It appears that IGOR’s Lab and Yuri “1usmus” Bubliy have just made an interesting discovery in the course of working on the new Clock Tuner for Ryzen (CTR) 2.0 for the Zen3 CPUs. According to their investigation some AMD Ryzen 5 5600X and Ryzen 7 5800X processors are physically based on a dual-CCD design, instead of a single-CCD design.
Two CPU models have been spotted with two CCDs physically present as well. Based on their core count design, these SKUs are meant to be single-CCD processors, but a second CCD has been spotted on board.
In case you didn’t know, AMD’s new Zen3-based Vermeer Ryzen CPUs are based on the multi-chip module/MCM design. These appear to be binned products. In this case, the second CCD die might be having an issue and is therefore disabled, or it might be in a deep sleep mode/state.
These Zen 3 desktop processors use up to two 8-core CCDs to achieve their core-counts of up to 16 cores. Which means that the 12-core 5900X and 16-core 5950X use two CCDs, whereas the 6-core 5600X and 8-core 5800X normally have just one CCD.
Though, that isn’t the case anymore, as investigated by Yuri and Igor. This can easily be read out with suitable software like e.g. Clock Tuner as shown below. It says, “Active CCD#2”.
According to this new testing done it appears that select 5600X and 5800X SKUs have been built from dual-CCD MCMs, but even though the entire CCD is physically present on the chip package, it is disabled. But should this change affect you as a customer/buyer of these products? Will the performance be compromised? No, not at all.
The CPU will perform as advertised, with AMD also giving full warranties for these products as well. You might not even come to know, what hardware changes have been done under the Processor/chip’s hood.
So assuming the 5600X is based on a dual-CCD design then it is essentially a 5900X SKU, in which one of the CCDs didn’t fully qualify in the testing process. Similarly, the 5800X dual-CCD is basically a 5950X SKU in which one such CCD die didn’t pass and qualify the final testing. These might be unqualified samples.
Either CCD 0 or CCD 1 could be disabled in these chips, depending on the Model. Though, the only main concern here is some Minor UI bugs which you may encounter sometimes when CCD 0 is fully disabled.
For example, Yuri could see that CCD #1, while not available for normal operations, was not actually shut down. Besides the active power supply, the CCD was in the so-called Deep Sleep Mode, which of course is a de-facto shutdown.
Now that these Zen 3 CPUs are dual-CCD 5600X and 5800X chips, there is a possibility of unlocking them to the Ryzen 9 SKU as well.
As Igor outlined, “We suspect that this is a Ryzen 9 that was sorted out after the fact, with the Ryzen 5 5600X pictured here suggesting a faulty Ryzen 9 5900X that may not have passed quality testing. That’s not a bad thing per se, because the demand for all current Ryzen CPUs is extremely high and you can also use supposed rejects.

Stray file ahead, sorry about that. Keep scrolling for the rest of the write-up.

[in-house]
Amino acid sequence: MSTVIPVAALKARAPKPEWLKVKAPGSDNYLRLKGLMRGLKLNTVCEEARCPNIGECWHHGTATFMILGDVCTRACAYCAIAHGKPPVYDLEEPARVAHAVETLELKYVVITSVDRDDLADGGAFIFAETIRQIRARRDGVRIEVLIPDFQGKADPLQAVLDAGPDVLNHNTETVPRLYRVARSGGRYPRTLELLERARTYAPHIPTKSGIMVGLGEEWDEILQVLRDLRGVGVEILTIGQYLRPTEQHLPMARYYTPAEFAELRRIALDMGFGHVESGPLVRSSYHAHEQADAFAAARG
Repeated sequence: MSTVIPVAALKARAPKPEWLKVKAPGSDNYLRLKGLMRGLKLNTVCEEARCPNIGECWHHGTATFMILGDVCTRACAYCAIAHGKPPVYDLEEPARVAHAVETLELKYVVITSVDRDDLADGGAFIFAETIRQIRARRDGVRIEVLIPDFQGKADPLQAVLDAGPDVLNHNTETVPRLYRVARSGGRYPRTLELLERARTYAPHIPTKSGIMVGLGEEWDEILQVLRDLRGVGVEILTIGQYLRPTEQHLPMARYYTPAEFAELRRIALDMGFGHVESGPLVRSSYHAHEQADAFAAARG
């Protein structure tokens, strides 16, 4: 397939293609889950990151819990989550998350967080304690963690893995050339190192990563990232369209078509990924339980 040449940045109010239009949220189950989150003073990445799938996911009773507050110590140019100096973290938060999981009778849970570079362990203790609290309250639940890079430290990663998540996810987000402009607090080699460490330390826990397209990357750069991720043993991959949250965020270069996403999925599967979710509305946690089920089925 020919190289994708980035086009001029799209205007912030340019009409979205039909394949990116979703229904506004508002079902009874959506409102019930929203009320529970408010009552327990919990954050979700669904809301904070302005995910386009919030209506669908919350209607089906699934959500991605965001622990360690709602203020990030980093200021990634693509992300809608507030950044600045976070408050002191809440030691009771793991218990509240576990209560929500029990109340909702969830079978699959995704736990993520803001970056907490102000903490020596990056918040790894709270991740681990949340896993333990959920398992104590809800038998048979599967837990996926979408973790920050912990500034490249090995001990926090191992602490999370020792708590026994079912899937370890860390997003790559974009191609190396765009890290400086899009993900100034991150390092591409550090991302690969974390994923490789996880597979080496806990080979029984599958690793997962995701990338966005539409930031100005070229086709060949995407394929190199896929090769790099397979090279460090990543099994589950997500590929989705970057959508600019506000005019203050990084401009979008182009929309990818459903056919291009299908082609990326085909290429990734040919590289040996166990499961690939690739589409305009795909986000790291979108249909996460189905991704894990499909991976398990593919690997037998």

However, it is suspected that the overclocking margins might be a bit smaller. However, the presence of a second, deactivated CCD will not affect normal operation, that is also certain.”
It might certainly be possible to find a way to use both CCDs and cancel the disabled area. However, this raises the question of the effort and, above all, the reasons for the deactivation in the first place.
Because AMD will hardly sell the Ryzen 9 as a Ryzen 5 or Ryzen 7 CPU without a good reason and if one of the CCDs didn’t fully qualify in the testing process, then this speaks for itself. But we should also remember AMD’s older gen three-core Athlon II X3 and Phenom II X3 CPUs, where the disabled fourth core could often be unlocked via BIOS without any problem.
To recap some of the important points, the Ryzen 5000 CPU lineup based on the new Zen 3 core architecture is fabbed on TSMC’s 7nm process node. The Zen 3 core architecture delivers 19% uplift in terms of IPC over Zen 2, and higher performance per watt increases of up to 24% over Zen 2.
They are designed for use in high-performance desktop platforms and feature up to two CCD’s (Core/Cache Complex Dies) and a single IOD (I/O Die).
Unlike the previous generation design where each CCD comprised of two CCX’s (Core Complexes), the Zen 3 CCD will consist of a single CCX which will feature 8 cores that can run in either a single-thread mode (1T) or a two-thread mode (2T) for up to 16 threads per CCX.
Since the chip houses a maximum of two CCDs, the core and thread count will max out at 16 cores and 32 threads which is the same as the existing flagship AM4 desktop CPU, the Ryzen 9 3950X.
Stay tuned for more tech news!